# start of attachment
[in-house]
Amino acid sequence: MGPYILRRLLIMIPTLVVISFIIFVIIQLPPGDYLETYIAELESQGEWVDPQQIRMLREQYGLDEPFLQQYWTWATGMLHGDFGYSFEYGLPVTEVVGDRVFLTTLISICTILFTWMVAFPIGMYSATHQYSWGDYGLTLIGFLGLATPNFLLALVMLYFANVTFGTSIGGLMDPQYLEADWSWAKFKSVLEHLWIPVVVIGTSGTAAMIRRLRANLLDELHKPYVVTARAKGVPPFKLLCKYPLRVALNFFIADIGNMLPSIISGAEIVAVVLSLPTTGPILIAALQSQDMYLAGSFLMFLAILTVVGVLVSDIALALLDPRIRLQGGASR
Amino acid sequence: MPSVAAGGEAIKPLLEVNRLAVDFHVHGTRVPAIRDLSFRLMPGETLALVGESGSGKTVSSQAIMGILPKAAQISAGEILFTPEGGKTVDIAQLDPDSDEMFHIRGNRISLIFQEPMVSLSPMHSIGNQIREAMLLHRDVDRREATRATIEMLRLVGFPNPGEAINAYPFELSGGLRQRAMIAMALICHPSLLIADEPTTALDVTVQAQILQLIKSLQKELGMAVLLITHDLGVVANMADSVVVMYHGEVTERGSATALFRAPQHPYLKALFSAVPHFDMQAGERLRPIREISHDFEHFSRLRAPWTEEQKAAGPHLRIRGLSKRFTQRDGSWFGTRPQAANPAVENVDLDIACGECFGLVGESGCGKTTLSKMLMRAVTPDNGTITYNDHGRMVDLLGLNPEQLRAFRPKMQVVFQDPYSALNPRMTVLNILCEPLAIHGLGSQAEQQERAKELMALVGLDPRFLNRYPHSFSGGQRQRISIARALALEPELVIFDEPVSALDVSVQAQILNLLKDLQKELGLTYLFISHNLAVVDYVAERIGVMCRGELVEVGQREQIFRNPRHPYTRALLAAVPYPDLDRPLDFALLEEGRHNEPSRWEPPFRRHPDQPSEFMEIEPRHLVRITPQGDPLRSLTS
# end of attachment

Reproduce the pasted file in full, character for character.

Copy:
[in-house]
Amino acid sequence: MGPYILRRLLIMIPTLVVISFIIFVIIQLPPGDYLETYIAELESQGEWVDPQQIRMLREQYGLDEPFLQQYWTWATGMLHGDFGYSFEYGLPVTEVVGDRVFLTTLISICTILFTWMVAFPIGMYSATHQYSWGDYGLTLIGFLGLATPNFLLALVMLYFANVTFGTSIGGLMDPQYLEADWSWAKFKSVLEHLWIPVVVIGTSGTAAMIRRLRANLLDELHKPYVVTARAKGVPPFKLLCKYPLRVALNFFIADIGNMLPSIISGAEIVAVVLSLPTTGPILIAALQSQDMYLAGSFLMFLAILTVVGVLVSDIALALLDPRIRLQGGASR
Amino acid sequence: MPSVAAGGEAIKPLLEVNRLAVDFHVHGTRVPAIRDLSFRLMPGETLALVGESGSGKTVSSQAIMGILPKAAQISAGEILFTPEGGKTVDIAQLDPDSDEMFHIRGNRISLIFQEPMVSLSPMHSIGNQIREAMLLHRDVDRREATRATIEMLRLVGFPNPGEAINAYPFELSGGLRQRAMIAMALICHPSLLIADEPTTALDVTVQAQILQLIKSLQKELGMAVLLITHDLGVVANMADSVVVMYHGEVTERGSATALFRAPQHPYLKALFSAVPHFDMQAGERLRPIREISHDFEHFSRLRAPWTEEQKAAGPHLRIRGLSKRFTQRDGSWFGTRPQAANPAVENVDLDIACGECFGLVGESGCGKTTLSKMLMRAVTPDNGTITYNDHGRMVDLLGLNPEQLRAFRPKMQVVFQDPYSALNPRMTVLNILCEPLAIHGLGSQAEQQERAKELMALVGLDPRFLNRYPHSFSGGQRQRISIARALALEPELVIFDEPVSALDVSVQAQILNLLKDLQKELGLTYLFISHNLAVVDYVAERIGVMCRGELVEVGQREQIFRNPRHPYTRALLAAVPYPDLDRPLDFALLEEGRHNEPSRWEPPFRRHPDQPSEFMEIEPRHLVRITPQGDPLRSLTS